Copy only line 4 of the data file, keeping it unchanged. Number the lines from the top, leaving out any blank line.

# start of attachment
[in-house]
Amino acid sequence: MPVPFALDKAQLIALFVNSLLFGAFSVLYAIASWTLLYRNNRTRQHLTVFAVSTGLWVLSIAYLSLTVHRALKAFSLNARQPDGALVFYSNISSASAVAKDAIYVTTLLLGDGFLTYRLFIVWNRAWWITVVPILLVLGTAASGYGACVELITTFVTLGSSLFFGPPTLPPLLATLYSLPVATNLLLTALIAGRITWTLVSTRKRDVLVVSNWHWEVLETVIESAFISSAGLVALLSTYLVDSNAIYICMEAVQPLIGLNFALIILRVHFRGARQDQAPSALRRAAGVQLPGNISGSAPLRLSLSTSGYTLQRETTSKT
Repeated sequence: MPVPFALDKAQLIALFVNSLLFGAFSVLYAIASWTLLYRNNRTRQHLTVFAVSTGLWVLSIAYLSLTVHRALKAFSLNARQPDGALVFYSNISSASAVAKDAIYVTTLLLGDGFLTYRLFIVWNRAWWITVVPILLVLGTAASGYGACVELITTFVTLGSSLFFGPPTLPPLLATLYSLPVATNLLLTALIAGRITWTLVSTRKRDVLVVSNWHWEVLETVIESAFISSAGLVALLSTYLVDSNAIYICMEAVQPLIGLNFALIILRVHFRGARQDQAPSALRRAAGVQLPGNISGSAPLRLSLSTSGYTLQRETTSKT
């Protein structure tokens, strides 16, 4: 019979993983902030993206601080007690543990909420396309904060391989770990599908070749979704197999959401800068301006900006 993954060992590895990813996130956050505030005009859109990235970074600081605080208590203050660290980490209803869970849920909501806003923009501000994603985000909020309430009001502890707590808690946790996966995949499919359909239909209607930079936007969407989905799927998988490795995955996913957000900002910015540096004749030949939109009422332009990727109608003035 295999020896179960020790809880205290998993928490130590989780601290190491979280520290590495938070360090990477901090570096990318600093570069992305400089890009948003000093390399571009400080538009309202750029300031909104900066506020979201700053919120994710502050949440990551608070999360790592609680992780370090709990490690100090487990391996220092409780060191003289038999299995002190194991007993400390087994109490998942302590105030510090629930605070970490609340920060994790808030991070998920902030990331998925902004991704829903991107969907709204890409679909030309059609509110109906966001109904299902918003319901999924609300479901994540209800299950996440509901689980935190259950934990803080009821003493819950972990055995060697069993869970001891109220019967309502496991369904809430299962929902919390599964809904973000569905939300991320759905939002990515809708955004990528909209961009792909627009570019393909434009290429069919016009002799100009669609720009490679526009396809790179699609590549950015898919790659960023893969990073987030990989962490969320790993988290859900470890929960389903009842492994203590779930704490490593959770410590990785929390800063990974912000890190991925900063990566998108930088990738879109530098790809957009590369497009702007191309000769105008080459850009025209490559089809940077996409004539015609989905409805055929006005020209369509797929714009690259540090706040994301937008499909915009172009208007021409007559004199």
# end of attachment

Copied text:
């Protein structure tokens, strides 16, 4: 019979993983902030993206601080007690543990909420396309904060391989770990599908070749979704197999959401800068301006900006 993954060992590895990813996130956050505030005009859109990235970074600081605080208590203050660290980490209803869970849920909501806003923009501000994603985000909020309430009001502890707590808690946790996966995949499919359909239909209607930079936007969407989905799927998988490795995955996913957000900002910015540096004749030949939109009422332009990727109608003035 295999020896179960020790809880205290998993928490130590989780601290190491979280520290590495938070360090990477901090570096990318600093570069992305400089890009948003000093390399571009400080538009309202750029300031909104900066506020979201700053919120994710502050949440990551608070999360790592609680992780370090709990490690100090487990391996220092409780060191003289038999299995002190194991007993400390087994109490998942302590105030510090629930605070970490609340920060994790808030991070998920902030990331998925902004991704829903991107969907709204890409679909030309059609509110109906966001109904299902918003319901999924609300479901994540209800299950996440509901689980935190259950934990803080009821003493819950972990055995060697069993869970001891109220019967309502496991369904809430299962929902919390599964809904973000569905939300991320759905939002990515809708955004990528909209961009792909627009570019393909434009290429069919016009002799100009669609720009490679526009396809790179699609590549950015898919790659960023893969990073987030990989962490969320790993988290859900470890929960389903009842492994203590779930704490490593959770410590990785929390800063990974912000890190991925900063990566998108930088990738879109530098790809957009590369497009702007191309000769105008080459850009025209490559089809940077996409004539015609989905409805055929006005020209369509797929714009690259540090706040994301937008499909915009172009208007021409007559004199």